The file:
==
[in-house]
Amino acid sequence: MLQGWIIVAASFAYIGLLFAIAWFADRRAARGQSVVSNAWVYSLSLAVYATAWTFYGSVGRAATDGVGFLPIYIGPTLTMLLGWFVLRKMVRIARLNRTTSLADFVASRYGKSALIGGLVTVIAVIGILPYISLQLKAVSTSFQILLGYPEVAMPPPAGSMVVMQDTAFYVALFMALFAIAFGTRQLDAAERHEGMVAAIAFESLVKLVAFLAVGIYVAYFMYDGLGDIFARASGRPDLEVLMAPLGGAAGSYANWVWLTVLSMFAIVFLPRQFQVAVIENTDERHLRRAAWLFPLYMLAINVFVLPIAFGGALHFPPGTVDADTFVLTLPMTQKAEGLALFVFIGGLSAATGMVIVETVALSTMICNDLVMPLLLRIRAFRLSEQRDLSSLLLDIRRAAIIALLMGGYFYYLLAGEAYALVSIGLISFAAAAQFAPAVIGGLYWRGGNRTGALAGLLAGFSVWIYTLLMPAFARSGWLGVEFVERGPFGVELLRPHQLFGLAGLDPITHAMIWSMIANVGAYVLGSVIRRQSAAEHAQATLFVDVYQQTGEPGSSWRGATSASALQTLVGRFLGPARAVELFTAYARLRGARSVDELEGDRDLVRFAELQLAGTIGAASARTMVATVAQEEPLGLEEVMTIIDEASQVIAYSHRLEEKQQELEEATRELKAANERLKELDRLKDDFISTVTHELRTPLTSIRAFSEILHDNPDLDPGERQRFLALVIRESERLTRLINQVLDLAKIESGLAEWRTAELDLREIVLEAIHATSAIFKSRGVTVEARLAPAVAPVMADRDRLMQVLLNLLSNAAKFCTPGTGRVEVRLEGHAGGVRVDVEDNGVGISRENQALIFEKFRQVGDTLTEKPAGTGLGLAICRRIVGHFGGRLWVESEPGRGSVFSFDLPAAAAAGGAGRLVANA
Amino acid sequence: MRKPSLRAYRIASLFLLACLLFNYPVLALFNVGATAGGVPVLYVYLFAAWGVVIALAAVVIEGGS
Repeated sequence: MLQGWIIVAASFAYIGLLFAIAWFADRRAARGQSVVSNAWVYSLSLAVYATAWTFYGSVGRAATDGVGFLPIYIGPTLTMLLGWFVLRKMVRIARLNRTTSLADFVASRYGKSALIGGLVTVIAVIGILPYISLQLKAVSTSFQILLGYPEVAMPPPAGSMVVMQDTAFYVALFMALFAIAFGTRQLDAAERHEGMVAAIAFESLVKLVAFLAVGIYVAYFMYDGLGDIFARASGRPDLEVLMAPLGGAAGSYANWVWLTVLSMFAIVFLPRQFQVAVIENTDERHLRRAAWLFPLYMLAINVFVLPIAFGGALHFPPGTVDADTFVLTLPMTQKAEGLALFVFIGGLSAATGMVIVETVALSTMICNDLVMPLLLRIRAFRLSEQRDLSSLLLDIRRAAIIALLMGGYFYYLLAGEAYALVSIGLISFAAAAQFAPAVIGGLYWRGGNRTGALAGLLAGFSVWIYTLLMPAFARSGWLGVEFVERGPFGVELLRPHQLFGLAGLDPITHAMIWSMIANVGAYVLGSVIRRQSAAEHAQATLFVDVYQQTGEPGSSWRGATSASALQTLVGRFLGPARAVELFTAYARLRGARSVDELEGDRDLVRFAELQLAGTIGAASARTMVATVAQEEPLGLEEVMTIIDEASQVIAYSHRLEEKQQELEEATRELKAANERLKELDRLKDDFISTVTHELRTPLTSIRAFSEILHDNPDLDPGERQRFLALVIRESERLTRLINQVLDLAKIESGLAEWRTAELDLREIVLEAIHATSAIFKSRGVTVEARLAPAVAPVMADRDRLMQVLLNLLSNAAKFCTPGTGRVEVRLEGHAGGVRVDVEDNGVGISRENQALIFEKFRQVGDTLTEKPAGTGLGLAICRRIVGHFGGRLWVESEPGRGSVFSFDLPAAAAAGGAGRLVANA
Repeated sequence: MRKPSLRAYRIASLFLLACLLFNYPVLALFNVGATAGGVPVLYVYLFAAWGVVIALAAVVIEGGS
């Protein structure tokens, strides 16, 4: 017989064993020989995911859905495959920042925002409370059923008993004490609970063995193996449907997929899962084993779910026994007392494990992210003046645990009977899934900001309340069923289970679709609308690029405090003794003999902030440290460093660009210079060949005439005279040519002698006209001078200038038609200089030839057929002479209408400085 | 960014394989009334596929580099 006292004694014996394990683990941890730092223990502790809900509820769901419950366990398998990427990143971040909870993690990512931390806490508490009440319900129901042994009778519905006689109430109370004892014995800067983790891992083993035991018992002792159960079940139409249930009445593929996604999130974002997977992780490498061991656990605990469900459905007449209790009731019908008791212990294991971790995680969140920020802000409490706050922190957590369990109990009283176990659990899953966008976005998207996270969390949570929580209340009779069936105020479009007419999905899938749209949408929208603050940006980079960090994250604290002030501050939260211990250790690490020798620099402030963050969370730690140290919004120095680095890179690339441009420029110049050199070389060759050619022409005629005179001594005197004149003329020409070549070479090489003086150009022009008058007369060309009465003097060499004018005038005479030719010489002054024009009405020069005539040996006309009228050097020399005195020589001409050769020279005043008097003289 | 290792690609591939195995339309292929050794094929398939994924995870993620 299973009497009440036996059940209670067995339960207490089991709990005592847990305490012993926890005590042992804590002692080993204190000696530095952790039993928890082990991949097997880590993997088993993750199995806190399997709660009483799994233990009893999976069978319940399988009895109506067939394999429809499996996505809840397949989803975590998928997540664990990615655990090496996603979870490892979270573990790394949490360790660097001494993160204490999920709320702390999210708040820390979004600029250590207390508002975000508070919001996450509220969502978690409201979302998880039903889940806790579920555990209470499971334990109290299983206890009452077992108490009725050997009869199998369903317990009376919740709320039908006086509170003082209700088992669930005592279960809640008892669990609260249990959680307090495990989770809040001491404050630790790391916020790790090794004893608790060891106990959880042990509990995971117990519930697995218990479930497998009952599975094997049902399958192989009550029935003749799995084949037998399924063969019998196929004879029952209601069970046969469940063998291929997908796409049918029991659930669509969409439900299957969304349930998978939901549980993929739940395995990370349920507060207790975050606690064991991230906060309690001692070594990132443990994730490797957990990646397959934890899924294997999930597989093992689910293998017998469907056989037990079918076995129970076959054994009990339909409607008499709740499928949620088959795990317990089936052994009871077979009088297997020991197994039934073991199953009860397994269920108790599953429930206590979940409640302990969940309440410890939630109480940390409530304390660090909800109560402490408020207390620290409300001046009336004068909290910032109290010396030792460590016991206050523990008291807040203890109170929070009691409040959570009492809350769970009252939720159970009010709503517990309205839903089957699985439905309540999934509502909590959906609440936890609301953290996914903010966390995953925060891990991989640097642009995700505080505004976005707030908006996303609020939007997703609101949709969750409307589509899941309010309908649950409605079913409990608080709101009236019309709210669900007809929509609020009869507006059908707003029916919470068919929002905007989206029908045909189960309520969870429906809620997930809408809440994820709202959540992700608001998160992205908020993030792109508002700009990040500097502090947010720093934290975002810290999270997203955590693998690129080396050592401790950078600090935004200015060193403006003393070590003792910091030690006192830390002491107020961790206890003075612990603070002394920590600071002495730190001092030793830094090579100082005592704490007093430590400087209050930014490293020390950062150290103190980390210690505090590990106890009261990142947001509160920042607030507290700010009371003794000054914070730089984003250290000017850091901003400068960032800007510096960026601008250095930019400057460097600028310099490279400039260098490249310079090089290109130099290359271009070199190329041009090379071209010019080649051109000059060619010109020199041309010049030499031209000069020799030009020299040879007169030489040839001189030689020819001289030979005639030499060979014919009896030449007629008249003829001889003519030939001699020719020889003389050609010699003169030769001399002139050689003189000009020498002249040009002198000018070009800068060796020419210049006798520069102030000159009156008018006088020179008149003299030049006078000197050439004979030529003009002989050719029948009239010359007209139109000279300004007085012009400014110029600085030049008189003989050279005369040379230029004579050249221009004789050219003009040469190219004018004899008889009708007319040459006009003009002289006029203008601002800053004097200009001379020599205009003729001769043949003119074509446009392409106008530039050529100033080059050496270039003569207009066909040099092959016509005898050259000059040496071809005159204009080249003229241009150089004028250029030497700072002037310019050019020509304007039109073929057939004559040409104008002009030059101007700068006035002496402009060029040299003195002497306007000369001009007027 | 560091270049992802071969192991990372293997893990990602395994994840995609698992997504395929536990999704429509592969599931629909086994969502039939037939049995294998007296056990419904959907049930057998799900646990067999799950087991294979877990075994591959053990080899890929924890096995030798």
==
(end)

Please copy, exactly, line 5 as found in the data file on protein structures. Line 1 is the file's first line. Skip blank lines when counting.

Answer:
Repeated sequence: MRKPSLRAYRIASLFLLACLLFNYPVLALFNVGATAGGVPVLYVYLFAAWGVVIALAAVVIEGGS